Getting great returns in the stock market has two sides to the equation: the rate of growth and the valuation you pay for that growth. A company that grows 20% a year or more is great, but is it worth a price-to-earnings (P/E) ratio of 70 or 80? Maybe not.
Finding the best deals in the market is finding high rates of growth at low valuations, so we asked three of our investing contributors to each highlight a stock that has incredible growth prospects ahead of it, while trading at a low valuation. Here's why they picked GameStop (NYSE:GME), General Motors (NYSE:GM), and First Solar (NASDAQ:FSLR).
It's not game over yet
Brian Feroldi (GameStop): The market has been pummeling retail stocks for quite some time, and for good reason. Simply put, there are too many stores in America and not enough shoppers. Add in the relentless pressure from a certain e-commerce giant that calls Seattle home, and it's easy to understand why Wall Street is down on the entire sector.
Given these realities, you might not be surprised to learn that the video game retailer GameStop is currently trading in deep-value territory. With a P/E ratio of 6 and a dividend yield of 7.5%, it's clear that many think that this company's growth days are over.
Even though the company is facing its fair share of headwinds, I think sticking with GameStop still makes sense for a few reasons. First, the Nintendo Switch is clearly a hit with consumers, and the upcoming launch of the Xbox One X could spur a console upgrade cycle. Second, the company is quickly diversifying away from its dependence on physical video games by opening more stores that sell mobile phones, Apple products, and collectibles. Finally, GameStop also boasts a growing digital video game business.
Believe it or not, analysts expect that these initiatives will allow GameStop's profits to grow around 12% annually over the next five years. If true, then this deep-value stock could really be a growth stock in disguise.
An unconventional growth stock for unconventional times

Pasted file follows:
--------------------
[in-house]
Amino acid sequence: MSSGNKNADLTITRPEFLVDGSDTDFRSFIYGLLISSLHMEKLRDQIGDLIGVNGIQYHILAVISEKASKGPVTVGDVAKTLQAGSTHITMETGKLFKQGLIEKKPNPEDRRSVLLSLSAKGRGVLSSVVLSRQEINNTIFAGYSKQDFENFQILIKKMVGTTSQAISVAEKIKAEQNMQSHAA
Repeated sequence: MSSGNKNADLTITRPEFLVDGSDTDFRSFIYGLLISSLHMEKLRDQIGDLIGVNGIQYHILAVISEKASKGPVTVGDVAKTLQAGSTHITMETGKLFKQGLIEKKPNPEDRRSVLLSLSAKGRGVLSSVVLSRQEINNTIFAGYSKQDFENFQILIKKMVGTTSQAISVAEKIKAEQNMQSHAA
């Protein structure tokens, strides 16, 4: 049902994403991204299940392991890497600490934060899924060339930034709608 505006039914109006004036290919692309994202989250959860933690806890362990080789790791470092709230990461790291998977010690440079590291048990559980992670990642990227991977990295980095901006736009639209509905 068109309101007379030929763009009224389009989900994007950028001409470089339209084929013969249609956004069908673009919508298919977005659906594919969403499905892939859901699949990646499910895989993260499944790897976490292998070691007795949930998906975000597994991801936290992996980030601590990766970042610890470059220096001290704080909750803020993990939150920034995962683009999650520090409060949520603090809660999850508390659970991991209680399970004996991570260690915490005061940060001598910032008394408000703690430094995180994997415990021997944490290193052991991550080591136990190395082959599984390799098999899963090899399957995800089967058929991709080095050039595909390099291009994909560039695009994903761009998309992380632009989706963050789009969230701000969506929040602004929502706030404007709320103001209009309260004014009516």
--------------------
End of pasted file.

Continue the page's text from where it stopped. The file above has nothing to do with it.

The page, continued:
John Rosevear (General Motors): I know, a century-old cyclical industrial business with high fixed costs isn’t exactly what you think of when you think "growth stock." But there’s a case for GM as a nice earnings-growth story that's just begun to unfold.
CEO Mary Barra has been among those making that case. We all know that the auto industry is set to be transformed drastically by new technologies and business models, like self-driving and shared mobility.
But as Barra sees it, GM isn’t about to be disrupted. On the contrary: As a company with deep expertise in integrating technology into vehicles and mass producing them, GM has an opportunity to profit handsomely from those coming changes.
Is that realistic? Rivals like Tesla and Alphabet’s Waymo get more attention from investors, which is one of the reasons why GM's stock is trading at a value-priced seven times earnings. But GM's self-driving technology is thought to be nearly ready for production for ride-hailing use -- and GM has the factory ready to produce those self-driving cars by the thousands.
GM isn’t just planning to be a supplier of self-driving cars for mobility businesses. It owns a big stake in Lyft, and its car-sharing subsidiary Maven is well positioned to become a ride-hailing contender on its own.
A long growth runway for this dirt-cheap valuation
Tyler Crowe (First Solar): Whenever a company has an enterprise-value-to-EBITDA ratio as low as First Solar's -- as of this writing, it's 2.9 times -- the assumption is that the company is priced for a significant decline in the long term. While First Solar has hit some speed bumps over the past year and a half with the timing of completed new projects and transitioning its manufacturing facilities for its new Series 6 panels, it's hard to not be bullish on the long-term prospects of this company.
First, solar power is expected to hit its stride in the coming years. Just recently, solar became cost competitive with fossil fuels without subsidies, which suggests that it's going to take a larger and larger share of the new generation capacity. Over the next 25 years or so, that's a multi-trillion dollar opportunity that could last for decades.
While First Solar isn't likely going to capture all of that market, the company is also ramping up its production capacity in the coming years. Over the next couple of years, management expects to grow its Series 6 production from 3 Gigawatts (GW) annually to 5 GW with its two existing production facilities. The company is already generating the best rates of return in the solar business, so when you combine its dirt-cheap valuation and the long growth runway ahead of it, it's hard to understand why Wall Street seems to be pessimistic about this stock.